They are known literally by describing the posthumous journey in the Tibetan Book of the Dead or from a book that introduces us to the posthumous journey in the form of "Letters to a Dying Friend" /Grosz, 2001/. Research by Moody and Keneth Ring is significant. They are important, among other things, because they were the first available literature to bring transpersonal psychology to our country.
In our culture, we get a description of experiences mostly from people who have gone through clinical death and come back. In their narrative, there are regularly consistent elements of the journey, an experience of perception of what is happening as an observer, an experience of dual reality, and a gradual tendency to be drawn into the other associated with disconnection from the physical body, and life to date, and in response to the question of whether it is a good time to die or not, the decision to go back.
The experience itself generally transforms man in terms of a greater appreciation of life, greater interest and openness and love for others, while their interest in personal status and material wealth is diminishing. Most of those who have returned have a higher spiritual dimension, a deeper sense, a deeper meaning in life in their lives (see Ring, 1984).
Their crisis can be triggered by the fact that their view of everything around them changes quite fundamentally, while their surroundings remain the same as before their experience. Help consists of giving the possibility to share openly. The integration of the experience into everyday life can be hampered by often strongly positive emotions associated with what they "experienced" there.
Additional information about this category /quotes from the book: Grof, Stanislav. Grof, Christina. Crisis of spiritual development. Prague: Chvojka Publishing, 1999. ISBN 80-86183-09-2/
World mythology, folklore, and spiritual literature contain many vivid descriptions of experiences associated with death and dying. The entire sacred texts were devoted solely to a detailed account of the man's afterlife: the Tibetan and Egyptian Book of the Dead and their European counterpart, Ars Moriendi (The Art of Dying).
In the past, Western science has disregarded this "funeral mythology" as a figment of fantasy and imagination of the non-educated.
But the situation changed radically after Raymond Moody's bestseller Life after Life was released, scientifically confirming that dying could become a fantastic transpersonal adventure.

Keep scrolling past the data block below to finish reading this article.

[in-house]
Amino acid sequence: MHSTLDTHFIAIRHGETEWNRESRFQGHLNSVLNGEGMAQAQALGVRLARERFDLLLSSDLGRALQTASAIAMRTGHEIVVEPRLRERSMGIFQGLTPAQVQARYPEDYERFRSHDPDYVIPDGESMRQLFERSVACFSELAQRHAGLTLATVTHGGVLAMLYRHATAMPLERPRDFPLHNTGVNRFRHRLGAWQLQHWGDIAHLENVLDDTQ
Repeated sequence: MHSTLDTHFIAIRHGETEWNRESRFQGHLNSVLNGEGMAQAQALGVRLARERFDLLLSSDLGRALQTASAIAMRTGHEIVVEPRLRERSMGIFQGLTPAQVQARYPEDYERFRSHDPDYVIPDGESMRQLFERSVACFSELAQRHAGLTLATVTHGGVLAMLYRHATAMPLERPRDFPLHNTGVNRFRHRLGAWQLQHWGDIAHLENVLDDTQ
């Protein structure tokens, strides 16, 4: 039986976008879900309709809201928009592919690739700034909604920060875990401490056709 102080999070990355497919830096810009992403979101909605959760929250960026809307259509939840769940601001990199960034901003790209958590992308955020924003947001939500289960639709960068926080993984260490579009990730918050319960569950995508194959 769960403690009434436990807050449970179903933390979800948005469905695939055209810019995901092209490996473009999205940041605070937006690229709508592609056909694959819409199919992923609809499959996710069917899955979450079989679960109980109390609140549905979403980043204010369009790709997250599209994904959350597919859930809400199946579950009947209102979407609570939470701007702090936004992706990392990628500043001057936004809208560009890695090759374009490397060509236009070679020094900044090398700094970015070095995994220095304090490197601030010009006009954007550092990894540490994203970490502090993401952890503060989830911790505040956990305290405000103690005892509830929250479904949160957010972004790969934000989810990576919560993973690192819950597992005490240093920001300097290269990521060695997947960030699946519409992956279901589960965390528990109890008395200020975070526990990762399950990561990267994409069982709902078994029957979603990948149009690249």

His report was based on the testimony of 150 people who had experienced a death encounter - in many cases, they were declared clinically dead - but regained consciousness and told their experiences.
Moody has described that people with near-death experience have often seen a colorful, incredibly condensed record of their entire lives, a vivid overview lasting a few seconds. Under these circumstances, consciousness can detach itself from the body and float freely over the whole scene, observing it with curiosity or disinterested amusement; wander to different distant places.
Many described the journey through a dark tunnel or funnel leading to the light of supernatural brightness and splendor, to a divine being emanating infinite, embracing love, forgiveness, and unconditional acceptance. In a personal conversation, perceived as meeting God, they were instructed about the meaning of existence, its universal laws, and were given the opportunity to evaluate their past against these new criteria. Then they decided to return to everyday reality and a new way of life in accordance with recognized principles.
In only one of these documented cases, the attending physician was familiar with the characteristics of the near-death experience, which is very striking, especially considering that the medical profession is dealing with death and dying today and every day. Since the first edition of Life after Life, there have been many popular books and other studies on the subject: they have all confirmed Moody's observations and have received considerable public media attention.
Experiences of near-death often trigger spiritual crises as they drastically change the notions of reality among those who go through them. These completely unexpected events are a surprise: car accident during rush hour or a heart attack while jogging in a few seconds can throw their protagonists into a fantastic visionary adventure that shred to pieces the world of daily reality.
As we have noted, after these experiences many people get a spiritual insight into the existence, values of life and revelation goals they received in a near-death state, and undergo a transformation characteristic of all successfully completed spiritual crises. Thanks to the recent dissemination of new information in the books of Raymond Moody and others, individuals who will be in close contact with death in the future will more likely be better prepared for these challenging experiences.